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  Never Again 

 

More Never Agains III

 

This is yet another in our semiannual series of brief recaps of some of the many computing-system failures that have occurred over the last six months. During this period, power, network, and cloud-computing faults shared equal responsibility for outages, each accounting for 20% to 25% of the failures.

 

Some failures of note:

 

  • A new man-made disaster – the FBI confiscates an entire data center for days.
  • The loss of cell-phone service for most German subscribers is aggravated by the fact that service technicians could not be reached by cell phone.
  • Lightning strikes the Amazon cloud – literally.

 

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Best Practices

 

Data Center in a Box

 

Gone may be the days of elaborate data centers in campus surroundings. Tomorrow’s data centers may be stacked in boxes in the parking lot. Boxes? Well, cargo shipping containers, to be exact. The kind you see stacked up on huge freighters plying the oceans.

 

Google, the pioneer in so many things IT, started this trend in 2005. After some derision, its data-center packaging practices are now being followed by such industry leaders as HP, Sun, IBM, Dell, and Microsoft.

 

Data-center containerization has a big potential for transforming the look of the data center in the future. It is already being embraced by the giants of the industry, Google and Microsoft, who say that containerization will form the basis of their future data centers.

 

A big advantage of data-center containers is that they can be located anywhere. Who knows? Your next visit to a data center may be in the warehouse district.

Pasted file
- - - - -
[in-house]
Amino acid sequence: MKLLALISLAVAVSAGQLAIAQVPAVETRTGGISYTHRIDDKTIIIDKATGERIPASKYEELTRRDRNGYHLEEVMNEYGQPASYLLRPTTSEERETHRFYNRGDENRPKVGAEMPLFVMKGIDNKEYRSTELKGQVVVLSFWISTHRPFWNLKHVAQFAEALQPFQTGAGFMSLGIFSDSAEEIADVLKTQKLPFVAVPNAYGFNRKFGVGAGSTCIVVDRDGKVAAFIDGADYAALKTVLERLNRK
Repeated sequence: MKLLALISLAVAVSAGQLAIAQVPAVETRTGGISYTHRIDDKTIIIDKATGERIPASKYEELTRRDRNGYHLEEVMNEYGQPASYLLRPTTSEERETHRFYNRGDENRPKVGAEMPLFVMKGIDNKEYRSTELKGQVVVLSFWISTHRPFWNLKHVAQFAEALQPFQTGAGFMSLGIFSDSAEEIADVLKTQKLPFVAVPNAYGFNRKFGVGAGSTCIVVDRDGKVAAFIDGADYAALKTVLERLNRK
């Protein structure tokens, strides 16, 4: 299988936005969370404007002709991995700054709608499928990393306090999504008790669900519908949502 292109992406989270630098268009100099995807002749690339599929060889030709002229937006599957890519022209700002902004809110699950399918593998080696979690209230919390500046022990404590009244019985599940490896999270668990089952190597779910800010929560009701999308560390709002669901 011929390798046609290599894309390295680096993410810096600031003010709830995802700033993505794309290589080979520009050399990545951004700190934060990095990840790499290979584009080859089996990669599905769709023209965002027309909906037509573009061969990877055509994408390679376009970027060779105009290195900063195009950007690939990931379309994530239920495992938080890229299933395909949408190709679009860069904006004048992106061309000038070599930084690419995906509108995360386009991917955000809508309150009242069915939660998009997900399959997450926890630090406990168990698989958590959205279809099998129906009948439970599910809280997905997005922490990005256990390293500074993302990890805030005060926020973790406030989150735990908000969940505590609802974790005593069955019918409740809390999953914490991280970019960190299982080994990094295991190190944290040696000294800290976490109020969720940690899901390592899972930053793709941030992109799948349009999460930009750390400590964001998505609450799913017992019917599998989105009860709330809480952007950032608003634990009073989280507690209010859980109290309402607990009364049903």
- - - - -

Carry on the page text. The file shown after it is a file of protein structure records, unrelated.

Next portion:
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Availability Topics

 

The Ubiquitous Internet

 

In recent articles, we have talked about the fragility of the Internet. Internet failures over wide areas have lasted for days. Companies that depend upon the Internet for critical services must really concern themselves with backup strategies. But even in the face of many horror stories, the Internet thrives.

 

The Internet provides important services but on a best-efforts basis. It makes no claim that it will reliably deliver messages. It just does the best that it can. However, given that, the Internet provides a high level of service – not telephone quality but more than sufficient for most of the tasks for which it is used.

 

There is a trend for companies to use the Internet for critical services, especially as related to cloud computing. This should only be done with great caution and with contingency plans in place to account for the loss of Internet service for perhaps days.

 

Pingdom is a web site that provides a service to monitor the availability and responsiveness of other sites. Earlier this year, it published statistics gained from a variety of sources on just how much the Internet is currently used and how much it has become part of the fabric of our life. This article summarizes Pingdom’s observations.

 

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Managing Editor - Dr. Bill Highleyman editor@availabilitydigest.com.

© 2009 Sombers Associates, Inc., and W. H. Highleyman